<%@LANGUAGE="JAVASCRIPT" CODEPAGE="65001"%> Flying Geese block info--5 geese or more
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Flying Geese—5 or more

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Wild Goose Chase
Wild Goose Chase

The Ladies Art Company catalog of 1897 included this block as its #94. It shows flying geese as they're usually used: in long lines and (often) as borders. The triangle proportions are unusual, though. In traditional blocks, each "goose" is usually 2 times as wide as it is tall.

The "Make it!" icon links to a page showing 3 ways to make Flying Geese rows.

Wild Goose Chase
Wild Goose Chase

Jonathan Holstein's The Pieced Quilt (1973) is the source for this block. Our own sources were Beyer's Quilter's Album and Brackman's Encyclopedia.

Wild Goose Chase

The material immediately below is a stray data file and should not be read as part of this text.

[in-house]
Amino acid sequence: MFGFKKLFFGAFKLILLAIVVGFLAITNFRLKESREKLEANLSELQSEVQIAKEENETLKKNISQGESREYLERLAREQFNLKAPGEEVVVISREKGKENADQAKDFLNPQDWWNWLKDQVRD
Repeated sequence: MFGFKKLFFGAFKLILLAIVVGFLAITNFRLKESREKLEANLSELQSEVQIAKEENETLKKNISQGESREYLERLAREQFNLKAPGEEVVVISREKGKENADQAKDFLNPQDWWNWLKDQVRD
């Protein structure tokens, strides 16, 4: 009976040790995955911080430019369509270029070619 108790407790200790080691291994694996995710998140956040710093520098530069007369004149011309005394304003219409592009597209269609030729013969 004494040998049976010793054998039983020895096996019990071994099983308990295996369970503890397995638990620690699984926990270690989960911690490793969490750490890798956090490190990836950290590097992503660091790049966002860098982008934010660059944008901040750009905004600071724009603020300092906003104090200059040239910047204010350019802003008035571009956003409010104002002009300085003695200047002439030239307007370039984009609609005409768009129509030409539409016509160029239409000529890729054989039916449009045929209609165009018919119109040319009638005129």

Wild Goose Chase

Wild Goose Chase—the Aunt Martha version—is from the booklet Easy Quilts (No. 3500). Jinny Beyer's Quilter's Album tells us it was published around 1958.

At first glance, the block looks unnecessarily large. It has four different intersections of lines of flying geese! Why not make the block a single X?

The reason: The block is asymmetric. There's one unbroken line of 18 wild geese flying from upper left to lower right.

On the other hand, "Aunt Martha" pointed out that the block was 24 inches wide and that "only" 12 would make a quilt. She sounds just like our Mom.